🛠️ Development#

We welcome contributions to Optax! Whether you have a bug report, a question, a feature suggestion, or code to share, your input is valuable.

How to Contribute#

For most contributions, the best way to get started is to raise an issue in the Github issue tracker describing the problem to be solved, or the idea to be worked on. This will enable some discussion on the best way to land new features, and can also provide opportunities for collaborations with other contributors.

Some more details on contributing code are provided in the CONTRIBUTING.md file in the source tree.

Need ideas? If you would like to get started with contributing to Optax, but do not know what to start working on, check out our selection of good first issues.

Improving the documentation#

Documentation is key, and we’re particularly happy to accept documentation improvements.

Our documentation is written in Sphinx. You can build the documentation locally as follows:

  1. Install Requirements: pip install -e ".[docs]"

  2. Build the Docs: From the docs folder, run:

    • make html (builds everything)

    • make html-noplot (faster, skips running examples)

Running doctest#

You can add examples illustrating how to use the functions in docstrings. For inspiration see the Examples: section of the code source of adam in optax/_src/alias.py.

To test locally such examples, run python -m doctest -v <path_to_your_file>.py.

Inclusion Criteria#

To ensure Optax remains a focused and high-quality library, we have specific guidelines for including algorithms in the main optax package:

  1. Established: Algorithms should generally be published for at least 2 years, well-cited (100+ citations), and demonstrate broad utility.

  2. Significant Improvement: Minor modifications will be considered if they offer clear advantages over widely used methods.

If your algorithm doesn’t meet the main package criteria, the 🔧 Contrib directory is perfect for sharing innovative work.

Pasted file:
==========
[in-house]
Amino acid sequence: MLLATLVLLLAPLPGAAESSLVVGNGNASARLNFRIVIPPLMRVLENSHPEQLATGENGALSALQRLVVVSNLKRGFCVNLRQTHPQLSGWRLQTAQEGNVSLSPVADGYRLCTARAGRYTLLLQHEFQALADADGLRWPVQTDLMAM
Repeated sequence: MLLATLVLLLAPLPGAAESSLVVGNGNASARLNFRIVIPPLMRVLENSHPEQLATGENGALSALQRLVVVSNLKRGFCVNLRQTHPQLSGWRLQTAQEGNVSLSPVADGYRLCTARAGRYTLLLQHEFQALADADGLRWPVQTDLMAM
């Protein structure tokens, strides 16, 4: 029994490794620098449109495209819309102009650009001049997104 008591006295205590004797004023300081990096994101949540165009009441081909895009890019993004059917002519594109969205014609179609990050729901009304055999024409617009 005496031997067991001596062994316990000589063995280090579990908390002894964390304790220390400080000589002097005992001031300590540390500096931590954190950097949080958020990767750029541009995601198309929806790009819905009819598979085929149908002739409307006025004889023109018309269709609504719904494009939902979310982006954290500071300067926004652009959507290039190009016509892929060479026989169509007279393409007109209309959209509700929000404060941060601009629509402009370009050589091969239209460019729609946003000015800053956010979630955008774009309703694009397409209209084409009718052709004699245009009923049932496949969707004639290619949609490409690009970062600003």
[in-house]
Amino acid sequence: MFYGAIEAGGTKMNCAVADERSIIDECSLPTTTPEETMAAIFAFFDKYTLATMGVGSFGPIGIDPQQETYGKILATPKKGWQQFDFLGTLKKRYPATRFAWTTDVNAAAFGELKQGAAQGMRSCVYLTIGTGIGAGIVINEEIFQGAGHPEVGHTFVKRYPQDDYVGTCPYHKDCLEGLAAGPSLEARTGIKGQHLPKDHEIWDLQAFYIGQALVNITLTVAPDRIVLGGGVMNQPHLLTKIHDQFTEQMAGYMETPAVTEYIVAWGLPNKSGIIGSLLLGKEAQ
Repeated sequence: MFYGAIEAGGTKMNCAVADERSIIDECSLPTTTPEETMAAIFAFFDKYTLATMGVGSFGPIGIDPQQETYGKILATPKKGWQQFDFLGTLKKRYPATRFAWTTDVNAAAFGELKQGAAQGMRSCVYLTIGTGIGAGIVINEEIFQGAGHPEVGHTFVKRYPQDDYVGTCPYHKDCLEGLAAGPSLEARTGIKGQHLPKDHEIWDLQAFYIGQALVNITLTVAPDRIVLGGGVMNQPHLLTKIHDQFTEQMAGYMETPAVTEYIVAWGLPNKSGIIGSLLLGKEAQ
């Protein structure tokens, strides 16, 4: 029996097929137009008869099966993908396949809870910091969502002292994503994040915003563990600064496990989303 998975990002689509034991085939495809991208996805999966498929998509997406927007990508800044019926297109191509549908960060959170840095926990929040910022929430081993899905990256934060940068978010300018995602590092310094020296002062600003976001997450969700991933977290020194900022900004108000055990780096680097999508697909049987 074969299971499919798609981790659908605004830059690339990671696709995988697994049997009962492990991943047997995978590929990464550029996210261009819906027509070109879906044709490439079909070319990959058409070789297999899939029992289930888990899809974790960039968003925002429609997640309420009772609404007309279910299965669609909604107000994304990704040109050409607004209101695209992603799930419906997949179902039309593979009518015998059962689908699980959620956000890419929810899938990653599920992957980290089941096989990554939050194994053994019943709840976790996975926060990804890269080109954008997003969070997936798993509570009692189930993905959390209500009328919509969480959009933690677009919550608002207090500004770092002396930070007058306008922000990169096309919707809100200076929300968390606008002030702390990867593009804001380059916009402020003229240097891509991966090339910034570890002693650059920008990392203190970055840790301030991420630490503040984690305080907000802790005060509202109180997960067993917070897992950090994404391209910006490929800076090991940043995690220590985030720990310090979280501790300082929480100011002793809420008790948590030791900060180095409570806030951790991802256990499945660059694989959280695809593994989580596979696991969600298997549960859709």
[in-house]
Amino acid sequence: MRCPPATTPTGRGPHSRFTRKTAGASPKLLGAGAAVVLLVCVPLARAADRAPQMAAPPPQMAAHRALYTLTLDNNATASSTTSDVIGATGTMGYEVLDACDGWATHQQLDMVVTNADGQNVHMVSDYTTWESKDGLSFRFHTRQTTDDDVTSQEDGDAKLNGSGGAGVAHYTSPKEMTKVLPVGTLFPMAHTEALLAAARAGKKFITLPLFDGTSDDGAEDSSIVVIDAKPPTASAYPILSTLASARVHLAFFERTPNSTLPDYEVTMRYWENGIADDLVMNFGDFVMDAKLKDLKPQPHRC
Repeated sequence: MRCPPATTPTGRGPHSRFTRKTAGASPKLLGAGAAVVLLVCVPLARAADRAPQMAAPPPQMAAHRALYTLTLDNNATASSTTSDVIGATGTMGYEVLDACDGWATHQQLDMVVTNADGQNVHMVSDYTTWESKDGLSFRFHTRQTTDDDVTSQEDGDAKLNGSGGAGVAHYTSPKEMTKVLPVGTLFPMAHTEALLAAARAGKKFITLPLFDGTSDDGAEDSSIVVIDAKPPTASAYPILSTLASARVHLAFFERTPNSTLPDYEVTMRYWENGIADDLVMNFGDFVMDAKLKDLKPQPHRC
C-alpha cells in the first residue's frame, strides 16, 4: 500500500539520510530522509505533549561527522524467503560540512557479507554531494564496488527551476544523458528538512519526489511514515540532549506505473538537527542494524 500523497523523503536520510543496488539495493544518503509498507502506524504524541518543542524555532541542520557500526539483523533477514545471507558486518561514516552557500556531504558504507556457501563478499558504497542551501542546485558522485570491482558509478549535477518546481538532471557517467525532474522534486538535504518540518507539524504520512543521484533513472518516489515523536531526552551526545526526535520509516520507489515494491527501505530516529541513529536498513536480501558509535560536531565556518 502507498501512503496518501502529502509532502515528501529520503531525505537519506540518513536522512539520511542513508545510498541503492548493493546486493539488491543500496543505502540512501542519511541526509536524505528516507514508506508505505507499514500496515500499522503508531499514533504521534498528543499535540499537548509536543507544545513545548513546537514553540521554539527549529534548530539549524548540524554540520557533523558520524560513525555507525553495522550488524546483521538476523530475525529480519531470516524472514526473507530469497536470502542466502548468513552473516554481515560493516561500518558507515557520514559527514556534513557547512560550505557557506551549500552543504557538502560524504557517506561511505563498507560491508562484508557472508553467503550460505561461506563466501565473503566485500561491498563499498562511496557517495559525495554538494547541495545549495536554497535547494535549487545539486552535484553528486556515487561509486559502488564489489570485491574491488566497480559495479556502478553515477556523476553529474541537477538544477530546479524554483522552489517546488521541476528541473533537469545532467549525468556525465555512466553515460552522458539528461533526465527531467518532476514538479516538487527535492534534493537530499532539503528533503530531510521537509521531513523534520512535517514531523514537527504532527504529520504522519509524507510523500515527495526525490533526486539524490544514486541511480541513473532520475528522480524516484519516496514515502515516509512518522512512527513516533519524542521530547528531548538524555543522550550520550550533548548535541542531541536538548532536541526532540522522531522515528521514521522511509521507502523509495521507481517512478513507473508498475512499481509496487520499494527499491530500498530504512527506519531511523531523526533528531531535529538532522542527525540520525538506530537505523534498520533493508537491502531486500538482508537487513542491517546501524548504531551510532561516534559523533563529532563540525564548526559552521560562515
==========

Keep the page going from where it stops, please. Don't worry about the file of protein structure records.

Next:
Design Documents#

For more complex or involved features, we recommend starting by writing a design document, or RFC (“Request For Comments”) before spending significant time writing code. This can provide an opportunity for other contributors to provide input and find the best way to land new features and also provides a reference for future users to understand how the library works.

For an example of this, see the following [RFC] Proposal for complex-valued optimization in Optax authored by Dian Wu which led to the addition of improved complex numbers support in Optax.

Contributor License Agreement#

Contributions to this project must be accompanied by a Contributor License Agreement. You (or your employer) retain the copyright to your contribution; this simply gives us permission to use and redistribute your contributions as part of the project. Head over to https://cla.developers.google.com/ to see your current agreements on file or to sign a new one.

You generally only need to submit a CLA once, so if you’ve already submitted one (even if it was for a different project), you probably don’t need to do it again.

The Team#

Optax is developed by a team of researchers at Google DeepMind and Alphabet, as well as a growing community of open-source contributors. The work on Optax is part of a wider effort to contribute to making the JAX Ecosystem the best possible environment for ML/AI research. Below is the list of the top (in number of commits) 30 contributors to date:

A full list of the contributors to date can be found here.

Community Guidelines#

This project follows Google’s Open Source Community Guidelines.